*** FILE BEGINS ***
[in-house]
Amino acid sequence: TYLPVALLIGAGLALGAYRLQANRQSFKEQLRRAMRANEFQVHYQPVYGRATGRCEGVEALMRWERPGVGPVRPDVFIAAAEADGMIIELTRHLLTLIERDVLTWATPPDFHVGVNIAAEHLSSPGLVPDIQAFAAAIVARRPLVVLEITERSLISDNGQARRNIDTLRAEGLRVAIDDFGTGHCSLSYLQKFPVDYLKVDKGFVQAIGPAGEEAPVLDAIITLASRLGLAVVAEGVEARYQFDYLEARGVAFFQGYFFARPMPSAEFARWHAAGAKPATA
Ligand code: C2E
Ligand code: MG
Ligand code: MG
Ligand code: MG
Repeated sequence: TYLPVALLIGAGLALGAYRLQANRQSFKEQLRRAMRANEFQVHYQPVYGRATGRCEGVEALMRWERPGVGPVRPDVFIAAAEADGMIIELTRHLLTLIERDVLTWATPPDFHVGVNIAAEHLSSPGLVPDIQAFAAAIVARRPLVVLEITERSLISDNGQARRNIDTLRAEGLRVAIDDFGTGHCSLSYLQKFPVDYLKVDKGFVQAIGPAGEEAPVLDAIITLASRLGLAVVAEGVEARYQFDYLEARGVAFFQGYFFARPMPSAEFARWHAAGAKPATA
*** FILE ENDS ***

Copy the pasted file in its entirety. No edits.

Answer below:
[in-house]
Amino acid sequence: TYLPVALLIGAGLALGAYRLQANRQSFKEQLRRAMRANEFQVHYQPVYGRATGRCEGVEALMRWERPGVGPVRPDVFIAAAEADGMIIELTRHLLTLIERDVLTWATPPDFHVGVNIAAEHLSSPGLVPDIQAFAAAIVARRPLVVLEITERSLISDNGQARRNIDTLRAEGLRVAIDDFGTGHCSLSYLQKFPVDYLKVDKGFVQAIGPAGEEAPVLDAIITLASRLGLAVVAEGVEARYQFDYLEARGVAFFQGYFFARPMPSAEFARWHAAGAKPATA
Ligand code: C2E
Ligand code: MG
Ligand code: MG
Ligand code: MG
Repeated sequence: TYLPVALLIGAGLALGAYRLQANRQSFKEQLRRAMRANEFQVHYQPVYGRATGRCEGVEALMRWERPGVGPVRPDVFIAAAEADGMIIELTRHLLTLIERDVLTWATPPDFHVGVNIAAEHLSSPGLVPDIQAFAAAIVARRPLVVLEITERSLISDNGQARRNIDTLRAEGLRVAIDDFGTGHCSLSYLQKFPVDYLKVDKGFVQAIGPAGEEAPVLDAIITLASRLGLAVVAEGVEARYQFDYLEARGVAFFQGYFFARPMPSAEFARWHAAGAKPATA